A breach of fiduciary duty was found when following her husband’s death, a widow relied upon family members to enter into improvident land transfers based on assertions that the widow relied upon.
It is a fact that families financially abuse each other and often in the nature of a breach of fiduciary duty, such as a power of attorney
Buccilli v Pillitteri 2012 ONSC 6624, involved a family estate dispute after a tragic death where all the parties had a one third interest in a family business.
After the deceased’s death, his surviving widow, on the advice of her brothers-in-law, signed transfers of all her interest in the deceased estate, including the interest in the family business and real property, to one of the defendants in trust, in exchange for receiving a condominium.
Eventually the widow brought court action to set aside the transfer agreement, and the action was allowed on the grounds of undue influence, and other reasons including MISREPRESENTATION. In a nutshell, the court found that there was an inequality of positions of the parties, and the widow relied upon her brother-in-law’s for advice and was misrepresentented to enter into the contract.. The transfer agreement was an improvident bargain whereby the widow gave up her interest in the deceased’s estate, which was worth a very substantial amount, in exchange for a condominium worth only $610,000.Patricia also asks that the Transfer Agreement be set aside on the basis that the widow relied upon the sons in law and they breached the fidciary duty that they owed to her.
FIDUCIARY DUTY 179 Elder Advocates of Alberta Society v. Alberta, [2011) 2 S.C.R. 261 (S.C.C.) is the latest S.C.C. case dealing with the tests for recognition of a fiduciary duty. In Frame v. Smith. \ 19871 2 S.C.R. 99 (S.C.C.) Wilson J. stated her view of when a fiduciary duty has been recognized. Her words have been adopted by the Supreme Court and other courts for many years.
Relationships in which a fiduciary obligation has been imposed seem to possess three general characteristics:
(1) The fiduciary has scope for the exercise of some discretion or power.
2012 ONSC 6624, 84 E.T.R. (3d) 208,225 A.C.W.S. (3d) 115
The fiduciary can unilaterally exercise that power or discretion so as to affect the beneficiary’s legal or practical interests.
The beneficiary is peculiarly vulnerable to or at the mercy of the fiduciary holding the discretion or power.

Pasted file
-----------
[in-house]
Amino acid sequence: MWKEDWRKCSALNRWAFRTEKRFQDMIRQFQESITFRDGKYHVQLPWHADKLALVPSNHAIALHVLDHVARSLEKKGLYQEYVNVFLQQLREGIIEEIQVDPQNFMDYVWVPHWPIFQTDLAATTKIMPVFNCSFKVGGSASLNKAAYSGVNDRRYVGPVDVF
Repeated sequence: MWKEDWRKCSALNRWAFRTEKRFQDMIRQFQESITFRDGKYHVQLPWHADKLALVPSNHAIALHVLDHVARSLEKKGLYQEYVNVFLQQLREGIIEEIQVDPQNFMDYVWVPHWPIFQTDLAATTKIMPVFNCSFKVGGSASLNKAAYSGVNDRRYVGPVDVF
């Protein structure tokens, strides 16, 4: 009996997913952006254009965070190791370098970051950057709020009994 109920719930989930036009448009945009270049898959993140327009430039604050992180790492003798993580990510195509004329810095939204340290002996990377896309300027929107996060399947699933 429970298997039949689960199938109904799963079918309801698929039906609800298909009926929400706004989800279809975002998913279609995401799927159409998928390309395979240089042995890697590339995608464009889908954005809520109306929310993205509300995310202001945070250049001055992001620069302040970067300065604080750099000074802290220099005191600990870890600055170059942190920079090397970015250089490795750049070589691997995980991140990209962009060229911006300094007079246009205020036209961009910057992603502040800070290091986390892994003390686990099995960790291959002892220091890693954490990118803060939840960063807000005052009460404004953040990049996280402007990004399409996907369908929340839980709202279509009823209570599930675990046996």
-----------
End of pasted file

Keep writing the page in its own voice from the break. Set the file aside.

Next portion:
In Elder Advocates of Alberta Society, however, McLachlin C.J. stated that as useful as the three “hallmarks” referred to in Frame are in explaining the source fiduciary duties, they are not a complete code for identifying fiduciary duties. She laid down three tests to be applied.
First, the evidence must show that the alleged fiduciary gave an undertaking of responsibility to act in the best interests of a beneficiary. What is required in all cases is an undertaking by the fiduciary, express or implied, to act in accordance with the duty of loyalty reposed on him or her. The existence and character of the undertaking is informed by the norms relating to the particular relationship. The party asserting the duty must be able to point to a forsaking by the alleged fiduciary of the interests of all others in favour of those of the beneficiary, in relation to the specific legal interest at stake. The undertaking may be found in the relationship between the parties, in an imposition of responsibility by statute, or under an express agreement to act as trustee of the beneficiary’s interests.
Second, the duty must be owed to a defined person or class of persons who must be vulnerable to the fiduciary in the sense that the fiduciary has a discretionary power over them. Fiduciary duties do not exist at large. They are confined to specific relationships between particular parties. Historically recognized per se fiduciary relationships exist as a matter of course within the traditional categories of tmstee-cestui que trust, executor-beneficiary, solicitorciient, agent-principal, director-corporation, and guardian-ward or parent-child. By contrast, ad hoc fiduciary relationships must be established on a case-by-case basis.
Finally, to establish a fiduciary duty, the claimant must show that the alleged fiduciary’s power may affect the legal or substantial practical interests of the beneficiary. In the traditional categories of fiduciary relationship, the nature of the relationship itself defines the interest at stake. However, a party seeking to establish an ad hoc duty must be able to point to an identifiable legal or vital practical interest that is at stake. The most obvious example is an interest in property, although other interests recognized by law may also be protected.
The remedy for breach of fiduciary duty is discretionary. The only realistic remedy to make Patricia whole from the breach is that the Transfer Agreement should be set aside and an accounting of profits of the defendants from the lands and developments that were the subject of the Transfer Agreement should be taken and one-third should be paid to Patricia.